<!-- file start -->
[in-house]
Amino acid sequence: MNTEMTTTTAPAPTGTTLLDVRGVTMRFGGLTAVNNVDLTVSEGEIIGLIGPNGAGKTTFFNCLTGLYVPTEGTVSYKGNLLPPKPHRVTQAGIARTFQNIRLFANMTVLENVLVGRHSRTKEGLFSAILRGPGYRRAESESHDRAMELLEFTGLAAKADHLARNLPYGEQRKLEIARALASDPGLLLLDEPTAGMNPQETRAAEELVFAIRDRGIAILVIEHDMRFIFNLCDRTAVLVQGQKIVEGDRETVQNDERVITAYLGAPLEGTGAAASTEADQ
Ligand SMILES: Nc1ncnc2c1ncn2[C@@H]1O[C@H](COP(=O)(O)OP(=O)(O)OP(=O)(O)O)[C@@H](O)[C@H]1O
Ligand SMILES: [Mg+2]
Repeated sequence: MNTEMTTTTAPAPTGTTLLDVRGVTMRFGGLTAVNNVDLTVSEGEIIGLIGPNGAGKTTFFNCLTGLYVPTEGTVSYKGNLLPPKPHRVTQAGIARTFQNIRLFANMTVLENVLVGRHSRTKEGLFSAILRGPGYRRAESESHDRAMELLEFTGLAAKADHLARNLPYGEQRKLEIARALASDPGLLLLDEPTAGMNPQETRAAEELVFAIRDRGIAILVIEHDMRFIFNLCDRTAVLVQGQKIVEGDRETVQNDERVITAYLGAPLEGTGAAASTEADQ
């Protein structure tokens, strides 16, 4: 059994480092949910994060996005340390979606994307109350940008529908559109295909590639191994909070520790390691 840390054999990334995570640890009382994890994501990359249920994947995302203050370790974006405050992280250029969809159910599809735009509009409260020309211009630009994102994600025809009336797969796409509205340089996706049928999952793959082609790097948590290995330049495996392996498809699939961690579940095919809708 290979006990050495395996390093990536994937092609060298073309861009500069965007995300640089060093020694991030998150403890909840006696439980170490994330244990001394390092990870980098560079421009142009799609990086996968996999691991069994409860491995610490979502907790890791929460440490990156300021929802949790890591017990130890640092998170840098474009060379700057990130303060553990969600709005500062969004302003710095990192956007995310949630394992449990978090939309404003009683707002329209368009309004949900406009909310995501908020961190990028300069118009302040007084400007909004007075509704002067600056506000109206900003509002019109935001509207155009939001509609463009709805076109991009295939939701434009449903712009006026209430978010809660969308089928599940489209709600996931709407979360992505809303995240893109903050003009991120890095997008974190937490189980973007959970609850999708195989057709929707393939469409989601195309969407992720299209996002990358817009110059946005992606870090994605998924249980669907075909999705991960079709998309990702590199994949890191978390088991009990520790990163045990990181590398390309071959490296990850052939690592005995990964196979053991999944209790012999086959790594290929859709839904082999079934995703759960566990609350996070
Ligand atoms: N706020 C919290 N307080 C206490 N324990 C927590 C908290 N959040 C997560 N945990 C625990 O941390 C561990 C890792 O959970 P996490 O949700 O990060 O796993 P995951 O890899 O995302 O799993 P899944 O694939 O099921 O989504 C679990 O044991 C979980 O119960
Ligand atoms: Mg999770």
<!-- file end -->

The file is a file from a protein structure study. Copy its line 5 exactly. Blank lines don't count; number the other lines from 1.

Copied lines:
Repeated sequence: MNTEMTTTTAPAPTGTTLLDVRGVTMRFGGLTAVNNVDLTVSEGEIIGLIGPNGAGKTTFFNCLTGLYVPTEGTVSYKGNLLPPKPHRVTQAGIARTFQNIRLFANMTVLENVLVGRHSRTKEGLFSAILRGPGYRRAESESHDRAMELLEFTGLAAKADHLARNLPYGEQRKLEIARALASDPGLLLLDEPTAGMNPQETRAAEELVFAIRDRGIAILVIEHDMRFIFNLCDRTAVLVQGQKIVEGDRETVQNDERVITAYLGAPLEGTGAAASTEADQ